Family that complained about preschool celebrating Christmas gets $9,000
A preschooler's atheist parents sued the child's school over Christmas celebrations.
When Gary Mangel and Mai Yasué went to Bowen Island Montessori School to re-register their daughter, they were told they had to sign a letter agreeing to the school's curriculum.
The couple refused, and their daughter was not allowed to enroll, so they took their case to the British Columbia Human Rights Tribunal.
The family regards themselves as atheists and believe that their daughter has the right to make an informed decision about religion.
VANCOUVER SCHOOL REFUSES TO ENROLL CHILD
The reason behind the school's refusal was that the parents had raised an objection, stating that they felt it was inappropriate to celebrate Christmas, Hanukkah, or any other religious/political events at the preschool.
The couple felt that their three-year-old child could not consent to decorate military wreaths or Christmas trees or lighting Hanukkah candles.
RELIGION AS INFORMED CONSENT
The family regards themselves as atheists and believe that their daughter has the right to make an informed decision about religion and its observances hen she is old enough to understand and give informed consent.
TRIBUNAL RULED FOR THE PARENTS
The British Columbia Human Rights Tribunal ruled in favor of the parents and awarded the family $9,000 in damages.
The Tribunal underscored that the case was not about a school teaching cultural celebrations of religious origin. The case was about a letter that was held as an obligation and conditioning a child's enrolment to her parent's signature.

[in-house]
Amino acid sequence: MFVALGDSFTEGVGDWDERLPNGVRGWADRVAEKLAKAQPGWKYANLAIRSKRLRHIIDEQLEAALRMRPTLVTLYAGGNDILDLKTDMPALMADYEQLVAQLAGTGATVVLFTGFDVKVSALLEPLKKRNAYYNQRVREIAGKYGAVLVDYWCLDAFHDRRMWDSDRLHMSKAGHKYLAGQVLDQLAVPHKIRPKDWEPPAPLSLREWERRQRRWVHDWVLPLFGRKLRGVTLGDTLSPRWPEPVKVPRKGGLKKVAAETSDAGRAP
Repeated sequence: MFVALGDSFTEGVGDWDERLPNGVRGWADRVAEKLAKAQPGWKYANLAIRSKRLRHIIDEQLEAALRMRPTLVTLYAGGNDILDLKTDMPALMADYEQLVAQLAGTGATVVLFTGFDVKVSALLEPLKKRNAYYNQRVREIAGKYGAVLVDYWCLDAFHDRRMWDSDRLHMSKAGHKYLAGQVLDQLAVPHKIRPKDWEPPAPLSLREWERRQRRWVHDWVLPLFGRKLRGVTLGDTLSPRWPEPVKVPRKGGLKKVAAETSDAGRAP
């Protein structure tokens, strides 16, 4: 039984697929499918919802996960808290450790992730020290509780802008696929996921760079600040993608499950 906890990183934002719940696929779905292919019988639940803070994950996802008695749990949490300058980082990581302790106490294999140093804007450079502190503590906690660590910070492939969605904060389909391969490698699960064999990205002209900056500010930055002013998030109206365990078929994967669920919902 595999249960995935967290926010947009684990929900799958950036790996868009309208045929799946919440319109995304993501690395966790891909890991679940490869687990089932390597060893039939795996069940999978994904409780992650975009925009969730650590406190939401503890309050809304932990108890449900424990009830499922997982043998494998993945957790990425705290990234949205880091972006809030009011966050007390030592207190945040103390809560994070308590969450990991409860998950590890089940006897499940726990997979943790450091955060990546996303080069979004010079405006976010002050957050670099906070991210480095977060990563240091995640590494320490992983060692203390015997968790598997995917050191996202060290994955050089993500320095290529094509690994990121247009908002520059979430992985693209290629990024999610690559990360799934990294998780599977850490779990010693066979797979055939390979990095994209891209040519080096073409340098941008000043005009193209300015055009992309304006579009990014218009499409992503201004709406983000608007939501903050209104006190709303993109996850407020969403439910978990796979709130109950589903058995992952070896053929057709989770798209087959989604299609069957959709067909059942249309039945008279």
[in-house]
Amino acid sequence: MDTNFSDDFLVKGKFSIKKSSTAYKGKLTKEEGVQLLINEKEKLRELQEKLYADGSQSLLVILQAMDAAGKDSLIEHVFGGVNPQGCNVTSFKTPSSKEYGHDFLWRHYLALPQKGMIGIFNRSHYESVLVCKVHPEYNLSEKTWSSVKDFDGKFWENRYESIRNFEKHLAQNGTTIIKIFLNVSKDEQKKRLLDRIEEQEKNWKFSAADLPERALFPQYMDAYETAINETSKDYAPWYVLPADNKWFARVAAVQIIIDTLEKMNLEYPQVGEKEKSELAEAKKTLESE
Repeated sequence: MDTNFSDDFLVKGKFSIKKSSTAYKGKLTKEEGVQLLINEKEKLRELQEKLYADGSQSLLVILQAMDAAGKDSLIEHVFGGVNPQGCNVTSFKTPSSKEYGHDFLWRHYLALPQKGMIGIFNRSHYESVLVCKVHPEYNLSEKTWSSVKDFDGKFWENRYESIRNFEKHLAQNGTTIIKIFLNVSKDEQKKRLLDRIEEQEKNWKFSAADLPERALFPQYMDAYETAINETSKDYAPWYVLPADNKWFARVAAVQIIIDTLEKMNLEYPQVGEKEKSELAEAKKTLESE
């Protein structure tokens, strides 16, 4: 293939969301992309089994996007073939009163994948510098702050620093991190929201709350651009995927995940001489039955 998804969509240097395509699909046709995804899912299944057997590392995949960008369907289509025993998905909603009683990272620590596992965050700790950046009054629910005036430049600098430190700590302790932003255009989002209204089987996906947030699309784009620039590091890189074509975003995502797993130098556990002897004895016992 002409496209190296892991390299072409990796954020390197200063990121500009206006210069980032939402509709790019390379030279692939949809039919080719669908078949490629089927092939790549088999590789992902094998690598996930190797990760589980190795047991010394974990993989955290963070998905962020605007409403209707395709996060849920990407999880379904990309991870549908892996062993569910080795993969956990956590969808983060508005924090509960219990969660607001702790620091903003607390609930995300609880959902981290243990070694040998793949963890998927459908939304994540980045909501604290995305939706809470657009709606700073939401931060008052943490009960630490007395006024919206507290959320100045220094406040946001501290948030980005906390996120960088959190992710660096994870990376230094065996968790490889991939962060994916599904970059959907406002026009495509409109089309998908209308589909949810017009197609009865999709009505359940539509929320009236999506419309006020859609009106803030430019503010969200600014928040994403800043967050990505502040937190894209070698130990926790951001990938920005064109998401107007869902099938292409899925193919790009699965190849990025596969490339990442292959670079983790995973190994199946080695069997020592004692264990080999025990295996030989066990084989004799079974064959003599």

Read more on Twitter Amomama USA.
Vashti McCollum (AB, ’44 general curriculum; MA, ’57, social science) fought for the separation of church and state in a landmark U.S. Supreme Court case. Read more about her legacy: https://t.co/lE54Dvw2MD pic.twitter.com/8m1dRorayA— U of I College of LAS (@LASillinois) March 31, 2018
LITTLE BOY WHO DIDN'T PARTICIPATE PUT IN DETENTION
A similar case made history in the US Supreme Court in 1948, when the judge ruled in favor of the McCollum family of Champaign, Illinois.
The school had decided to implement a "voluntary" program of religious education. Vashti McCollum's child did not participate, and since the "voluntary" program was conducted during school hours they saw the child in the detention chair.
The McCollum legal case culminated with a historic 8-1 Supreme Court victory and was the first case to successfully apply the Constitution's Establishment Clause to state action under the Fourteenth Amendment.
In a related story, learn the 10 amazing rules for teaching children defined by Maria Montessori.